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1 © 2013 Charles Safran Clinical Informatics Subspecialty Charles Safran, MD Chief, Division of Clinical Informatics, Beth Israel Deaconess Medical Center.

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Presentation on theme: "1 © 2013 Charles Safran Clinical Informatics Subspecialty Charles Safran, MD Chief, Division of Clinical Informatics, Beth Israel Deaconess Medical Center."— Presentation transcript:

1 1 © 2013 Charles Safran Clinical Informatics Subspecialty Charles Safran, MD Chief, Division of Clinical Informatics, Beth Israel Deaconess Medical Center Associate Professor of Medicine, Harvard Medical School 21 August 2013

2 2 © 2013 Charles Safran Hollerith1890 Nash1953 Ledley & Lusted1959 Telemedicine1959 Cornell Medical Index1959 Warner H1961 Collen M1963 Lindberg DA1963 LINC1964 Barnett GO1965 Slack WV1966 Weed LL1967 Gabrieli E1968 Bleich HL1968 MUMPS1969 Greenes RA1969 Pryor TA1969 Gardner RM1970 Blois MS1971 Ball M1971 Scherrer JR1971 Kulikowski1972 HELP1972 Simborg D1972 Fries J1972 Hammond E1973 Peterson H1973 El Camino1974 Clayton P1974 MYCIN1976 Shortliffe E1976 COSTAR1976 Present Illness1976 McDonald C1977 Stead W1977 Zielstorrf R1977 Safran C1977 TRIMIS = CHCS1978 VA DHCP1980 Degoulet P1980 PaperChase1982 Brennan P1983 Bakker A1983 Bazis HIS1983 A brief (and incomplete) timeline of Clinical Informatics The term Clinical Informatics first mentioned 1983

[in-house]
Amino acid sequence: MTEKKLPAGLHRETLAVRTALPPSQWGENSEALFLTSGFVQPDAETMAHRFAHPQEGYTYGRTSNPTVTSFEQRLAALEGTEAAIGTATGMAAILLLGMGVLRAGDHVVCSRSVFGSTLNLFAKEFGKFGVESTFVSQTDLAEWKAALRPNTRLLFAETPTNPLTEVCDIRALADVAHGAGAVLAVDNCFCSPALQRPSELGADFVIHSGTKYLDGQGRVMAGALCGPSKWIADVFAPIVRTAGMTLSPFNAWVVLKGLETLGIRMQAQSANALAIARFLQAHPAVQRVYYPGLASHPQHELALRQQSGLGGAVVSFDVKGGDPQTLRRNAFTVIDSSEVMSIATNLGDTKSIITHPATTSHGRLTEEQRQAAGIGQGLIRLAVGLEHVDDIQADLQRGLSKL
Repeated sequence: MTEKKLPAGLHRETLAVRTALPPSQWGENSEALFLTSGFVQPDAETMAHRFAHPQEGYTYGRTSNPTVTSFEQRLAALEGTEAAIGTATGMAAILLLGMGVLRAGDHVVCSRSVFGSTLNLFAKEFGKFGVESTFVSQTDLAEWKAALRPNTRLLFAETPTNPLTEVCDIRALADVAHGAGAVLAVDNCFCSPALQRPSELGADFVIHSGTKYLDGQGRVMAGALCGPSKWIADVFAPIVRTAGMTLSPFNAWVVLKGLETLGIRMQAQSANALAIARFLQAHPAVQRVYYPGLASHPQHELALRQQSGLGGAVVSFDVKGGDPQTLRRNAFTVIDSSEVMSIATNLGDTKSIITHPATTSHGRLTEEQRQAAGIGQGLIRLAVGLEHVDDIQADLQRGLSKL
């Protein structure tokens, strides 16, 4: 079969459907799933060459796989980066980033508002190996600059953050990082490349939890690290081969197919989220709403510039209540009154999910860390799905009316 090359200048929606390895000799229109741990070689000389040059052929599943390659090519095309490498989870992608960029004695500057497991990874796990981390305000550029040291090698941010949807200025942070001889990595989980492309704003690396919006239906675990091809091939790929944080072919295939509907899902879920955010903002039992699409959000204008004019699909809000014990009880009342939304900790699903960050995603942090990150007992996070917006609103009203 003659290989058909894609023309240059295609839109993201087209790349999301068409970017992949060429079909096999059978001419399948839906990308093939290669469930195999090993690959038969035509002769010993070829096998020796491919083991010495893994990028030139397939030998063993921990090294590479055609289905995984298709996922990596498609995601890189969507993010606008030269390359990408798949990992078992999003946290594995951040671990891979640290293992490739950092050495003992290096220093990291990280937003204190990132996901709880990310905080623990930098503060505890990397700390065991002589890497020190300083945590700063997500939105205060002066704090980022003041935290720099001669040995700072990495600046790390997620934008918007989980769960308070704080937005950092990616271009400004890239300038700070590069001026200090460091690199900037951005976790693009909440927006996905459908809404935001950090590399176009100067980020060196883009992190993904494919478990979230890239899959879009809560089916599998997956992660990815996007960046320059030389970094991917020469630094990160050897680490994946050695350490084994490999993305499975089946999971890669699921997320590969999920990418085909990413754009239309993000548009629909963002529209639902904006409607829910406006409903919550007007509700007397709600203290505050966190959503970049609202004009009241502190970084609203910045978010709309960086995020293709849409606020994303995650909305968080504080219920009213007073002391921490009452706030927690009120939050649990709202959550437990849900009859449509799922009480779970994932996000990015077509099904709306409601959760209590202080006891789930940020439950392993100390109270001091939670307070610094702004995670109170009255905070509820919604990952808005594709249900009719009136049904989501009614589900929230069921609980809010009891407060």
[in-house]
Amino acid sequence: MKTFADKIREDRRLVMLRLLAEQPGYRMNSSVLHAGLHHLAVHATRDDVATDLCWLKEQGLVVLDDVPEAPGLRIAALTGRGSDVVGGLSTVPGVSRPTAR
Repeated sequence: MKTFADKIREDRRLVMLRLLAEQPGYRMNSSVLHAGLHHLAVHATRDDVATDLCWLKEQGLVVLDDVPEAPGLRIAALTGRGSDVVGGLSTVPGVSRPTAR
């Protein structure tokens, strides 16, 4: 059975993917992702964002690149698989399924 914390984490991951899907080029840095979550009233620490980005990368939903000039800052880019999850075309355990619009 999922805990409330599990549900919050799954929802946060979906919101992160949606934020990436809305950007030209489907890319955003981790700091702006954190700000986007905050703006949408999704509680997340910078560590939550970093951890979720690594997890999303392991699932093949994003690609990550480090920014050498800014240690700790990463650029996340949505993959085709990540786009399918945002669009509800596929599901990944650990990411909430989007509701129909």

3 3 © 2013 Charles Safran Clinical Informatics Clinical informatics applies concepts, methods and tools that enable the optimal use of information and knowledge to measurably improve patient care. Clinical informaticians transform health care by analyzing, designing, implementing, and evaluating information and communication systems that enhance individual and population health outcomes, improve patient care, and strengthen the clinician-patient relationship. Clinical informaticians are at the intersection of clinical processes and business processes and communication & information technology Clinical informatics is applied -- interventional Clinical Processes Information Technology Business Processes